Preheat the broiler.
Remove the salmon from the marinade and arrange on a foil-lined baking sheet sprayed with cooking spray. Broil for 6 to 8 minutes.
Meanwhile, boil the marinade until it is reduce to 1/4 cup.
Smother the salmon filets with the glaze.
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Green Tapenade Pasta Salad
For me, it still feels like summer—that means stolen moments outside and late night grilled dinners. My stomach doesn’t feel quite as ready for fall, with its great stuffed roasts, as does my closet, with its new leather jacket and tall boots, and warm, tickling sweaters that make me crave a cooler day. And when eating French food in the summertime, it is always better to face South to Provence, where the wine and Champagne are served on the rocks, and the flavors are always light and bright and punchy as summertime itself.
When we think of tapenade, we usually envision a thick, smooth paste of black olives spiked with anchovies and garlic. But this version is tapenade’s boisterous blond twin: brinygreen olives are kept chunky and are smashed to a crumbling rubble with the usual Nice suspects of lemon, thyme, garlic, capers, and anchovies. Matching green penne traps all the salty bits and pieces in its tentacling tubes. A chopped emerald city of baby spinach and arugula turn this room-temperature pasta into a salad.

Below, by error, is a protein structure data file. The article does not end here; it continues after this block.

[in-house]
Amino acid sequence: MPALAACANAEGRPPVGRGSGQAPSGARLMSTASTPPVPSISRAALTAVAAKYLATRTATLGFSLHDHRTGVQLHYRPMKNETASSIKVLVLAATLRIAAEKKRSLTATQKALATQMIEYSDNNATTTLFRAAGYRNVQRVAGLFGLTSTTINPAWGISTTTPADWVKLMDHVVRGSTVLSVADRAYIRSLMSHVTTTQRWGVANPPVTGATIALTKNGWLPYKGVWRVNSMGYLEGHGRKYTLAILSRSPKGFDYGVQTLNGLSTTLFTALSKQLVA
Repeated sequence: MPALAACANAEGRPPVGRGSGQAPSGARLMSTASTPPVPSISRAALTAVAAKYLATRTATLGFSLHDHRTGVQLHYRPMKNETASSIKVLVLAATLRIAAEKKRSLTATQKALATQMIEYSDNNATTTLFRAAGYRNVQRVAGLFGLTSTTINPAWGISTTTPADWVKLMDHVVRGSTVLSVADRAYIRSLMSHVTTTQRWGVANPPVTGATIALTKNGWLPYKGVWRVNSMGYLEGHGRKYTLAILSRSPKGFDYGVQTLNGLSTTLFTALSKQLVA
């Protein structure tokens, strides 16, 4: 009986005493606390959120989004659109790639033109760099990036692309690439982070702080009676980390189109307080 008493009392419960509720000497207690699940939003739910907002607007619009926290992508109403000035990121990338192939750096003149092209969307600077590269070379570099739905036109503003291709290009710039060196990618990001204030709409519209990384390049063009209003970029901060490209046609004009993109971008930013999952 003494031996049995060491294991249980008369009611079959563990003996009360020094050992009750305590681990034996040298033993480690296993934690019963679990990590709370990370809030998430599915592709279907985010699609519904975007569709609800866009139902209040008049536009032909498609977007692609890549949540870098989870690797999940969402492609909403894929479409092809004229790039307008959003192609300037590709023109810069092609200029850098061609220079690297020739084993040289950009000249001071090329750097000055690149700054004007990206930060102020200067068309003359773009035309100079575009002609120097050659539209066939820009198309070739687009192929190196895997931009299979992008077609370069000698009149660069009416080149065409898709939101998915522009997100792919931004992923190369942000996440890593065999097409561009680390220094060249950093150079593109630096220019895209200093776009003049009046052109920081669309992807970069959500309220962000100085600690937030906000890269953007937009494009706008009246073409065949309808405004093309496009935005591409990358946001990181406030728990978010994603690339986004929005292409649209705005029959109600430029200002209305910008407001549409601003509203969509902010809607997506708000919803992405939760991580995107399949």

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Posted by Kerry |
Categories: 15 Minutes, Easy, Eat, French in a Flash, Main Courses, Recipes, Salad, Series, Sides, Soup & Salad, Starches, Vegetarian, Vegetarian
Maple Brown Sugar Crème Brûlée
We’ve all been burnt. Yes, it hurts. Sometimes there are scars. But there is also a sweetness to it. Caramel, don’t forget, is burnt sugar.
‘Tis better to have loved and lost than never to have loved at all. Blah blah blah. The sweetness I’m talking about is not some prosaic remuneration in the form of self-betterment. Absolutely not. It is ice cream, or brownies, and the license, in the wake of an extensive emotion earthquake, to take solace is the sweeter things in life.
It is up to each of us to pick our poison, and mine is crème brûlée. Alas, there is something better in life than that man or that friend or that house or that paycheck. What man could be sweeter, what paycheck richer?